Dental Standards of Care Committee, May 2016
Oral health care is a critical component of comprehensive HIV medical management. Development of oral pathology is frequently associated with an underlying progression of HIV-disease status. A thorough soft-tissue examination may reveal pathology associated with dysphagia or odynophagia. Dental problems can result in or exacerbate nutritional problems. In addition, psychosocial and quality-of-life issues frequently are associated with the condition of the oral cavity and the dentition.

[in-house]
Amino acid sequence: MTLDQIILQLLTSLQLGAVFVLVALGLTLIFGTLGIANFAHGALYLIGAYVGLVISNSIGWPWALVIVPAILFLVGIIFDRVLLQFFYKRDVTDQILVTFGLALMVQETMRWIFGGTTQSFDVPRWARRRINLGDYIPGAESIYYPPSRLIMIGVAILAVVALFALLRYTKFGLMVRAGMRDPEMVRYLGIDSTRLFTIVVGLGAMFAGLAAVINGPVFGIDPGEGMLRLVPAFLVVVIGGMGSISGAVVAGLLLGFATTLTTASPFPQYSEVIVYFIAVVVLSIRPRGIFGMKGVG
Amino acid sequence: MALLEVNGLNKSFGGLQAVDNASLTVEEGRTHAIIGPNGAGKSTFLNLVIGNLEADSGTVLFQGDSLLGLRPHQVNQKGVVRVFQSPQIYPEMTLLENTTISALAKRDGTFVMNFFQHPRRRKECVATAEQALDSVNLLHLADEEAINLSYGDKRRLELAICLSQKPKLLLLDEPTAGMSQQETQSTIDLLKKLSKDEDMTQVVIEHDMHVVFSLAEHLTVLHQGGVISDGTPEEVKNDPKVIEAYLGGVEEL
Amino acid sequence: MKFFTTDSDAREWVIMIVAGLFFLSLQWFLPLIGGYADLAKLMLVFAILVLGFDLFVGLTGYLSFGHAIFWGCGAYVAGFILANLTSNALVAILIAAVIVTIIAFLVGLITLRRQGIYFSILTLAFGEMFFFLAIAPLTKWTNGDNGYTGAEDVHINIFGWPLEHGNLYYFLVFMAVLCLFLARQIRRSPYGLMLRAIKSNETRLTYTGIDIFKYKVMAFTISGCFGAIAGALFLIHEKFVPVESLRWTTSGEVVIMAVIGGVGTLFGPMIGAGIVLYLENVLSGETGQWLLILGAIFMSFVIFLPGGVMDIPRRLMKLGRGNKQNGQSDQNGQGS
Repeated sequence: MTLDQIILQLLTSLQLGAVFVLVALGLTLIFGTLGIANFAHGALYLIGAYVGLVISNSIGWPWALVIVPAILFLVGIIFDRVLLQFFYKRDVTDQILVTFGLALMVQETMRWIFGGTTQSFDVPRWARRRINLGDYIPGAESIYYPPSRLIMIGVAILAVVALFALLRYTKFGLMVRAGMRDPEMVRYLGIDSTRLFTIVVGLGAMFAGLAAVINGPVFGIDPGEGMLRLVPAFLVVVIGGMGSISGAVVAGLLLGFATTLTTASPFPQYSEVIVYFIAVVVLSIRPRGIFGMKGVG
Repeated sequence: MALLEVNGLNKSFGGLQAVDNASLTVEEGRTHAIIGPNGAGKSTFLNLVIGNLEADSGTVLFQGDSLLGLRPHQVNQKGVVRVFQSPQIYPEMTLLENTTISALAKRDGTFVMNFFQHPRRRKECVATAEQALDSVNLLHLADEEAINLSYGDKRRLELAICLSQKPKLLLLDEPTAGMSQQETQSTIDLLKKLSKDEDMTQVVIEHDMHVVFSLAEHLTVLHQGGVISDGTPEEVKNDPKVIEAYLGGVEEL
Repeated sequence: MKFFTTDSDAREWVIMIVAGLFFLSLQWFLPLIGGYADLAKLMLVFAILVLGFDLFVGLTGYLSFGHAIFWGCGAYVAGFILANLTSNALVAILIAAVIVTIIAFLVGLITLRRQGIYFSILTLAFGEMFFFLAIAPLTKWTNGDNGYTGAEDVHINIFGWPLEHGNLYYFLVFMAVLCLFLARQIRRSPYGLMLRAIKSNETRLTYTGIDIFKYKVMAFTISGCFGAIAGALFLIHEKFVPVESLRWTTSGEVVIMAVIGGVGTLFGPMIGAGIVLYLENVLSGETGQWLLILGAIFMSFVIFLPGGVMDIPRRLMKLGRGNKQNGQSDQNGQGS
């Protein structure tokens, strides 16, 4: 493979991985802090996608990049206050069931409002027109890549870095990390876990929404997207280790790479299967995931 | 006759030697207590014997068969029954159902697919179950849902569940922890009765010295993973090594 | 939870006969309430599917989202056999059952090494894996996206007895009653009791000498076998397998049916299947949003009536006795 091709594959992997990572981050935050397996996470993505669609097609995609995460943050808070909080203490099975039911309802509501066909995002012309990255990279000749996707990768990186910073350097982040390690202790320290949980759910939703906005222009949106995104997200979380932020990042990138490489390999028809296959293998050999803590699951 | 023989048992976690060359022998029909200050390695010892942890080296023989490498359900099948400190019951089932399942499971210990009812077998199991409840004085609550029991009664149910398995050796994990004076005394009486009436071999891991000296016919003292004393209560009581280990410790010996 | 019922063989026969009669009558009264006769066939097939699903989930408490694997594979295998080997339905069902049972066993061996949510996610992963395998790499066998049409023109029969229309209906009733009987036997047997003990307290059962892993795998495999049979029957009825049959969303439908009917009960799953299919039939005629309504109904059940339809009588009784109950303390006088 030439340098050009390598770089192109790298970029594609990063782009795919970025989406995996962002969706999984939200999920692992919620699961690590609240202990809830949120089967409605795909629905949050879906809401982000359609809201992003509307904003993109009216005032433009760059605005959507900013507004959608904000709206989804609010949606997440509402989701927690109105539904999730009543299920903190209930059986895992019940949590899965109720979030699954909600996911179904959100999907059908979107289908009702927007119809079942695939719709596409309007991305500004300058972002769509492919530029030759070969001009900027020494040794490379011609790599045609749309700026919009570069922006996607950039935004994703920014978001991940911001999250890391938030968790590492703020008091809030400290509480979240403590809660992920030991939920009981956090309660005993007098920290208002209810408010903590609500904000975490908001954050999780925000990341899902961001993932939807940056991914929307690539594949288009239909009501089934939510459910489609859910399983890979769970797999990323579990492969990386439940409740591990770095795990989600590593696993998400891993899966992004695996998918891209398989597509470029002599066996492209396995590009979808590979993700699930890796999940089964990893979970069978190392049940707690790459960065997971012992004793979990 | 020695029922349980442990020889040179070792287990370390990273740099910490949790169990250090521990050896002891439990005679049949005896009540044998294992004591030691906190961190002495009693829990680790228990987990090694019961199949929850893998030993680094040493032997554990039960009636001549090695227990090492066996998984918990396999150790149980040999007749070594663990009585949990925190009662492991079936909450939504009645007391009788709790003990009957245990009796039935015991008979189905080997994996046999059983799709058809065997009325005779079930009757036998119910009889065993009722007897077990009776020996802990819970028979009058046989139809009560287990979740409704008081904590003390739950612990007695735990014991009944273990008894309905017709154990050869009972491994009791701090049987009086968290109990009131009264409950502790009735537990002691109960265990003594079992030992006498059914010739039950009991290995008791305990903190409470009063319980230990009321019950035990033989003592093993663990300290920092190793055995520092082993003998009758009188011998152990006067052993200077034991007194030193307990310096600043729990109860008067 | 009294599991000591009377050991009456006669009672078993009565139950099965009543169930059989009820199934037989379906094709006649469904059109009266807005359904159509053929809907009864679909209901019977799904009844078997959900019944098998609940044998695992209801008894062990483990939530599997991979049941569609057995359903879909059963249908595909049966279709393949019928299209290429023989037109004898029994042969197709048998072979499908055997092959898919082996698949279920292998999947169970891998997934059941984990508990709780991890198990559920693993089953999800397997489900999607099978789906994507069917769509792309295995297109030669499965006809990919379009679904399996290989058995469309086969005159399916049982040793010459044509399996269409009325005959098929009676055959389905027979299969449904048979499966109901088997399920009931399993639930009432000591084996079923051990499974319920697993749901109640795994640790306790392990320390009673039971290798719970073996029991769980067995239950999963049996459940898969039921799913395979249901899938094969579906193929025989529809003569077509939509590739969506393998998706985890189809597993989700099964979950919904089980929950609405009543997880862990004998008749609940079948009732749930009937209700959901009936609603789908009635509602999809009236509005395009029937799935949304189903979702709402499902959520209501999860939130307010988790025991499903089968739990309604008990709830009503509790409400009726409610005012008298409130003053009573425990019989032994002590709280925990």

Medications and oral health: Many of the medications taken by patients with HIV have side effects that may manifest in the oral cavity. Potential side effects include the following:
- Candidal growth: Antibiotics may cause or exacerbate
- Xerostomia: Antihistamines, antidepressants, antipsychotics, antihypertensives, and anticholinergic agents
- Increased risk of dental caries: Clotrimazole troches and nystatin suspension pastilles (contain sugar)
- Gingival hyperplasia: Phenytoin
- Oral ulcers: Zalcitabine (DDC)